First thing I’d tell them is ask yourself; ‘What does ‘good’ look like?’ How will I measure success? Who are my stakeholders? Who and what do I need lined up already to get the most out of those I’m leading?  Do I need to upskill myself in practicing the best habits before trying to lead anyone? The trick is to create more leaders not followers… and also hire people that are better at everything than you are… you’ll learn loads and it will force you to level up.

How do you manage your own boss?

This is something I’ve had to learn and it’s less about having to manage your boss but more about how to keep stakeholders engaged, enthusiastic and willing to remain your cheerleader.  I would first say once you identify all your stakeholders, it’s about learning how they absorb information and their communication preference. Once you know this you can communicate effectively with those whose expectations you need to manage.

It’s also about making sure that you have in mind ‘expectations’ and ‘what good looks like’ to all stakeholders. Once you know this, it’s up to you to make sure you deliver on this and communicate that delivery in the way that best suits the individual you are communicating with.

On a typical workday, how do you start your day and how does it end?

I start my day typically at 6am these days and they start usually with answering emails, proof-reading documents I’ve written, read lots of research, write relevant articles on my findings, running through contracts and T’s and C’s etc. Then between 10 -2.30pm I try to have all telephone and client meetings and then from 2.30pm-5.30pm I try to get things done i.e. brief candidates, meet candidates, complete tasks for businesses and clients and then from 6.30pm – 9.30pm I’m usually at an industry event or the like related to my passions or the business.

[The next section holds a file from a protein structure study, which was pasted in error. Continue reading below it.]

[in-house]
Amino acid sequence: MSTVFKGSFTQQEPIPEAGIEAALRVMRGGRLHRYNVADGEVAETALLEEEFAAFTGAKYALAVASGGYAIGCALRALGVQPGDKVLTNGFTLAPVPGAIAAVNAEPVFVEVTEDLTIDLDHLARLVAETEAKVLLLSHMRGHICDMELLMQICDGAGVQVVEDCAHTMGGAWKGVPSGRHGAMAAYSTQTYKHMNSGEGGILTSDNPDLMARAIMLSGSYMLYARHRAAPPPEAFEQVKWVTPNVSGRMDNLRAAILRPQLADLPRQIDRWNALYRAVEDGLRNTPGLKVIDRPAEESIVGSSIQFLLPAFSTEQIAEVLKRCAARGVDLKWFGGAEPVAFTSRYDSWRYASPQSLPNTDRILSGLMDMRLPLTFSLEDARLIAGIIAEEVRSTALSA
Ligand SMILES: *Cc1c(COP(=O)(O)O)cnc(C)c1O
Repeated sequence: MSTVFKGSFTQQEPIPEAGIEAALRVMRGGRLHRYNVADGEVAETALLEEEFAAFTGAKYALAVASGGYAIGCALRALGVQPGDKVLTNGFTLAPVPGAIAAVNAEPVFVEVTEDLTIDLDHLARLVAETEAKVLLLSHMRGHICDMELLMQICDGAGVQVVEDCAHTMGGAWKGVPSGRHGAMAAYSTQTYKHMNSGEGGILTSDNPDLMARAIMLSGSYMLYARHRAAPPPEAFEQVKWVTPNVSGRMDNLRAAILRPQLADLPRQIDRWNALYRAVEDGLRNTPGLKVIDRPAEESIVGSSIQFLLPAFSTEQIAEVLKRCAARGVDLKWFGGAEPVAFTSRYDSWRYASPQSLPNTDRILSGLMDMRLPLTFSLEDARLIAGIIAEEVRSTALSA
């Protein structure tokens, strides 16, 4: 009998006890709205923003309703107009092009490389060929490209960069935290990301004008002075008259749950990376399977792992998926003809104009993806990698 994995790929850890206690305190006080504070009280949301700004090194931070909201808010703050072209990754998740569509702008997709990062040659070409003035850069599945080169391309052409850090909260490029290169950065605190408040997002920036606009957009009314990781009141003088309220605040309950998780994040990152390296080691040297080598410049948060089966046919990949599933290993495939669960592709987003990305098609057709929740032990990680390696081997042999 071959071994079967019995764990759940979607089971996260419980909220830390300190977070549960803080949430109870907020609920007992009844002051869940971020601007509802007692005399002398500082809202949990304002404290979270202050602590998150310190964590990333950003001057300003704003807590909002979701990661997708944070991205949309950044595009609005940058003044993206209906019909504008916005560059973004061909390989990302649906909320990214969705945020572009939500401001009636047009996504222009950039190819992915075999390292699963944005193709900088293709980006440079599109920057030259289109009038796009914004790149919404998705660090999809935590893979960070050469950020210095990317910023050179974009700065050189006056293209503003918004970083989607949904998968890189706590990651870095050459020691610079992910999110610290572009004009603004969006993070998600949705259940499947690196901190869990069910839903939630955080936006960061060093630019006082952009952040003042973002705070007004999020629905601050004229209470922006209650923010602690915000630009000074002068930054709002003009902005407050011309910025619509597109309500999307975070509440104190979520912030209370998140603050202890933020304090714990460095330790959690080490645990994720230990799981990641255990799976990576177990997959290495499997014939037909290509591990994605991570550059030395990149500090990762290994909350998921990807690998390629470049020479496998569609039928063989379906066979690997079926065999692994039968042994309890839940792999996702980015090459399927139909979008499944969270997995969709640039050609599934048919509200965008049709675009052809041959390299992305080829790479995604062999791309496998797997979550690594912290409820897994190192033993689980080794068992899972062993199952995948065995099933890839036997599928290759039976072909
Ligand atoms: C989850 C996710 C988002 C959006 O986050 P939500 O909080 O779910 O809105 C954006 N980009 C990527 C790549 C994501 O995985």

This is what an ideal day would look like but invariably there could be more or less of the other with a large number of panel discussions and public speaking across the week. I’m going to sound boring but usually when I get home I read one of the books I’m obsessed with at the moment, work on personal projects like my TV work or watch a TED Talk!

What advice can you give to our members about raising their profiles within their own organisations

Get to know what internal networks there are i.e. societies, steering committees and sign up for those that benefit you. Be proactive – if there is something that you would like to develop or someone you would like to learn from suggest it and get it started. Network with the Exec Talent – having a cheerleader is always a good thing as they can teach you their learnings and can introduce you to other people that you can learn from. Give back to entry level talent coming through your organisation and seek mentors for you and for them.

Do as Karen Blackett (Chairwoman MediaCom) always says ‘you have two ears and one mouth, use them in that proportion’, be a sponge for education – and not just academic but learn from the key success stories around you and build relationships. If you want to be excellent you have to seek out excellence. My view is always ‘do your best until you know better then do better’ you can’t do all that much better if you don’t push yourself to your own next level of excellence.